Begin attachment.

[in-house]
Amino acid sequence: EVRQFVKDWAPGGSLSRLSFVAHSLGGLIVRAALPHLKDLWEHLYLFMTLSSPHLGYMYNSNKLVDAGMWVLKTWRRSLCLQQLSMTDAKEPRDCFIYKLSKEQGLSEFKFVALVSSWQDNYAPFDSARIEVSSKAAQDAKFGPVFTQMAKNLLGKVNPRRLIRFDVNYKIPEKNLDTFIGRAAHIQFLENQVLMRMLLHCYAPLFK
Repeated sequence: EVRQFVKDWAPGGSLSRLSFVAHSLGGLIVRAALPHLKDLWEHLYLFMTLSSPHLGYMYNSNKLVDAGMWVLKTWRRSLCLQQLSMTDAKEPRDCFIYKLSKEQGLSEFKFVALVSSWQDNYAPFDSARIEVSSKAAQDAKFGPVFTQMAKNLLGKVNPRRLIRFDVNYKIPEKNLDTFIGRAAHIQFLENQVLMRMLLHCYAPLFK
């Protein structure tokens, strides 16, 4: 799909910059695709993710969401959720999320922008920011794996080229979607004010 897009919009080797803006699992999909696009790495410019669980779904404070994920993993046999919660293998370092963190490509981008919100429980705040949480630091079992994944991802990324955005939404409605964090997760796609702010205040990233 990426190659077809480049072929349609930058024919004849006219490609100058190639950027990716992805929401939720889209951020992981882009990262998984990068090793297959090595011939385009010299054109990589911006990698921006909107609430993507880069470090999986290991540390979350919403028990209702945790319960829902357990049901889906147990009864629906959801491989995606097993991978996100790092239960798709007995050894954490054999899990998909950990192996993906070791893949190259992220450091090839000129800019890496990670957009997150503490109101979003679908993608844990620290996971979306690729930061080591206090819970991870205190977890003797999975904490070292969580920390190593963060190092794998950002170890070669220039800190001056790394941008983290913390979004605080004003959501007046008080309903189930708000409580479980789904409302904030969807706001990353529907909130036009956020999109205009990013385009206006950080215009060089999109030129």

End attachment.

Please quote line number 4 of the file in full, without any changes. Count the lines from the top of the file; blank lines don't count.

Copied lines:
């Protein structure tokens, strides 16, 4: 799909910059695709993710969401959720999320922008920011794996080229979607004010 897009919009080797803006699992999909696009790495410019669980779904404070994920993993046999919660293998370092963190490509981008919100429980705040949480630091079992994944991802990324955005939404409605964090997760796609702010205040990233 990426190659077809480049072929349609930058024919004849006219490609100058190639950027990716992805929401939720889209951020992981882009990262998984990068090793297959090595011939385009010299054109990589911006990698921006909107609430993507880069470090999986290991540390979350919403028990209702945790319960829902357990049901889906147990009864629906959801491989995606097993991978996100790092239960798709007995050894954490054999899990998909950990192996993906070791893949190259992220450091090839000129800019890496990670957009997150503490109101979003679908993608844990620290996971979306690729930061080591206090819970991870205190977890003797999975904490070292969580920390190593963060190092794998950002170890070669220039800190001056790394941008983290913390979004605080004003959501007046008080309903189930708000409580479980789904409302904030969807706001990353529907909130036009956020999109205009990013385009206006950080215009060089999109030129």